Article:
On Monday, April 13, 2015 the NHIA published in the Daily Graphic, some building projects undertaken by the NHIA from the NHIF from 2007. These are as follows:
2007: NHIA commenced financing of the accident and emergency centre at KATH and completed in 2009.
2008: NHIA commenced building of Head Office Building and completed in 2010
2010: NHIA commenced building of Regional offices and completed in 2012
2013: NHIA commenced Head Office Annex for completion in 2015.
The question on the lips of many service providers is what is the cost of each of these projects in absolute figures?
As stated in the National Health Insurance Fund Allocation 2015 document, the following projects are currently ongoing:
PROJECT: AMOUNT ALLOCATED, GHC (MIL)
Furnishing of Head Office Annex 3.75
Construction of District NHIA Offices 25.00
Instant Biometric ID card and Authentication system 68.00
Printing of new standardized prescription forms for health facilities 10.00
Construction of buildings in the following facilities: 15.00
*Akatsi District Hospital
*Pantang Health Training School
*Sampa Health Training School
*Hohoe Midwifery Training School
*Korle Bu Per-Operative facility
Support for Allied Health Profession Project 5.00
Archival System and Document Digitization System 10.00
Sensitization, publicity, tools and corporate social responsibility 5. 00
The PSGH is not saying that the activities and projects listed above are not important. They are all important. However priority ought to be given to the payment of claims arrears because that is the main purpose of the tax payers’ contribution to the NHIL.
The PSGH has also noted that some MOH and GHS activities which should be budgeted for and funded by the MOH have been captured for funding by the NHIA as follows:
I. Vaccination GHC 3.00
II. Cancer screening (prostate, cervical and breast) GHC 1.00
III. Sickle cell screening GHC 1.00
IV. Support to ARV GHC 5.00
V. Ambulance Service GHC 5. 00
TOTAL GHC 15.00
One wonders why the MOH/GHS does not capture these activities under the MOH budgetary allocation but has decided to off load them for funding by the NHIA. If funding these activities will not affect reimbursement of service providers the PSGH has no objection. The PSGH needs clarification from the NHIA.
What was the purpose for establishing the NHIF? Was it primarily for funding building projects or for funding core NHIS activities including payment of claims?
What the PSGH is saying is that payment of the 2014 claims to service providers should take precedence over the above mentioned and similar projects.
4.2 DELAY IN RELEASE OF NHIL BY MOFEP TO THE NHIA
From analysis of the National Health Insurance Fund Allocation 2015 document, in 2014 GH¢936.12 million NHIL was collected by the MOFEP but only a total of GH¢731 million was released to the NHIA as at 31st December, 2014. From the above, a total of GH¢205.12 million due the NHIA was not released to them in the year 2014.
As at 16th March, 2015 an additional amount of GH¢138.2 million had been released to the NHIA.
4.3 FUNDING GAP
From analysis of the same National Health Insurance Fund Allocation 2015 document, if all the NHIL was released to NHIA by MOFEP, there will still be a funding gap of about GH¢321.48 million for the year 2014.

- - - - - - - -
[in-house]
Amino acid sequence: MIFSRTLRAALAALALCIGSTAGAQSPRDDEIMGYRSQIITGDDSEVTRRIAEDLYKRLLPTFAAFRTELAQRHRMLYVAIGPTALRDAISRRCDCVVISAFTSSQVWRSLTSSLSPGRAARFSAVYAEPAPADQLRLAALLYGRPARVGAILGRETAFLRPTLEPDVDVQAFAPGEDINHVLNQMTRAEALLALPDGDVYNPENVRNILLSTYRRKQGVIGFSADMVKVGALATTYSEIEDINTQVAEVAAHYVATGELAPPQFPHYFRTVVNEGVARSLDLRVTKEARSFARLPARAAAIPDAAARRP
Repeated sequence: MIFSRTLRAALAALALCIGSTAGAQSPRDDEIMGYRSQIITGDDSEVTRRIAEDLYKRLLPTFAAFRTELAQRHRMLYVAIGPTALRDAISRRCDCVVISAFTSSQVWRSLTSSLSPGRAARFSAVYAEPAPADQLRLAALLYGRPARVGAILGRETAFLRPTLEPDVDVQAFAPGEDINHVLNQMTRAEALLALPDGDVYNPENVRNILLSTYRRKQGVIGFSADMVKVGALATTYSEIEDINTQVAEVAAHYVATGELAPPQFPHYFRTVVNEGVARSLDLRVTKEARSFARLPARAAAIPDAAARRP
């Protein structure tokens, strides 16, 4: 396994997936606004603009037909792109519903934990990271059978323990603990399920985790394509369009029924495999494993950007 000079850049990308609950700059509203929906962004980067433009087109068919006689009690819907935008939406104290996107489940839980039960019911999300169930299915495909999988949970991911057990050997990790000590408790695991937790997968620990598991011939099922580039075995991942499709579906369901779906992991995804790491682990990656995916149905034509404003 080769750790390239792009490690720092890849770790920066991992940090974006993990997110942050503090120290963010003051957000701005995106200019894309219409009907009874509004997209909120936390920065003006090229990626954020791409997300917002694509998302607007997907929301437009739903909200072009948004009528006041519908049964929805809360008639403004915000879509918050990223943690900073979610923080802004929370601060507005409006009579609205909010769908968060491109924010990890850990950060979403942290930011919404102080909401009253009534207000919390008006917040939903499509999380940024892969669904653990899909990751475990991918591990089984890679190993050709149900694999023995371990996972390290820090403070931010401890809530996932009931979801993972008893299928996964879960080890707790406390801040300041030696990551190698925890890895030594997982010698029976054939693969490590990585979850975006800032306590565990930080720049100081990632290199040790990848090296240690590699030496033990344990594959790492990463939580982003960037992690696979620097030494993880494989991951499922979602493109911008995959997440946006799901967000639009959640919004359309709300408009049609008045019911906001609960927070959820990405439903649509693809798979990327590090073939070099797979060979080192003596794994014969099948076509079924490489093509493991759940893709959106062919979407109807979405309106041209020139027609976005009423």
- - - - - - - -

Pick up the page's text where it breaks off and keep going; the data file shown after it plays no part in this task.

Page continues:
1. In the short term, we urge government to seek for bailout to clear all outstanding indebtedness to Service Providers under the NHIS.
2. Claims payment ought to be considered a topmost priority of the NHIA which must enjoy the same ranking as payment of monthly salaries to NHIA staff.
3. Until all arrears of providers covering 2014 and the first quarter of 2015 are paid in full the NHIA should stop funding non- urgent and non-core activities and projects.
4. We recommend a direct and prompt transfer of the NHIL from the Ghana Revenue Authority (GRA) into the National Health Insurance Fund.
5. Currently, out of the 17.5% VAT, 2.5% is allocated to NHIL. The PSGH is recommending an increase of the NHIL component from 2.5% to 3.5%. Please note that the PSGH is not recommending the increment of the VAT to 18.5% but is requesting for the increment of the NHIL allocation within the 17.5% VAT.
6. PSGH also recommends that in order to reduce polypharmacy and high medicines expenditure, there must be separation of prescribing and dispensing services.
7. The PSGH recommends that the Ministry of Health should strengthen Drugs and Therapeutic Committees (DTCs) to undertake rational use of medicines ( RUM) activities in the various hospitals to help reduce the expenditure on medicines.
8. Capital investment projects like construction of buildings in three health training schools and two hospitals should be captured by the Capital Investment Management Directorate of the MOH and funded by the MOH; but not by the NHIA.
9. There should be a strong representation of service providers on the NHIA Governing Board to ensure fair representation of providers
10. PSGH recommends the creation of a platform for a dispassionate national stakeholders' forum to discuss and find practical and sustainable solutions to the problems of the scheme.
From the foregoing, the PSGH opines that claims payment to service providers is not considered a top priority by the NHIA. As such the NHIA does not find money to pay providers whose claims have not been paid for eight (8) to ten (10) months now; but finds money to fund non-urgent NHIS activities as well as non-core capital investment projects.
Pharmaceutical businesses are going through very difficult times, suffering from harassment from bankers, suppliers and professional debt collectors and are at the point of near collapse because the NHIA has failed to pay providers their claims for the past eight (8) to ten (10) months. The PSGH therefore calls on the government to urgently seek for bailout to clear all outstanding indebtedness to Service Providers under the NHIS.
The PSGH calls on the CEO of the NHIA to redeem the promise made on 20th February 2015 to service providers that all 2014 arrears will be paid by the close of March 2015. Even though today is 21st April 2015, twenty one clear days after the deadline set by the CEO himself to settle all the arrears, providers will be magnanimous enough to accept the reimbursement.
Finally, we do not know the next patient to fall victim to a denial of service or health commodities for lack of Service Providers. The right to health is a basic and sacred right that will need all to guard, protect and make available and accessible to all our citizens.
The NHIS is a very important national development agenda and all the good people of Ghana must work together for it to succeed.
Thanks for your attention.
Pharm. James Ohemeng Kyei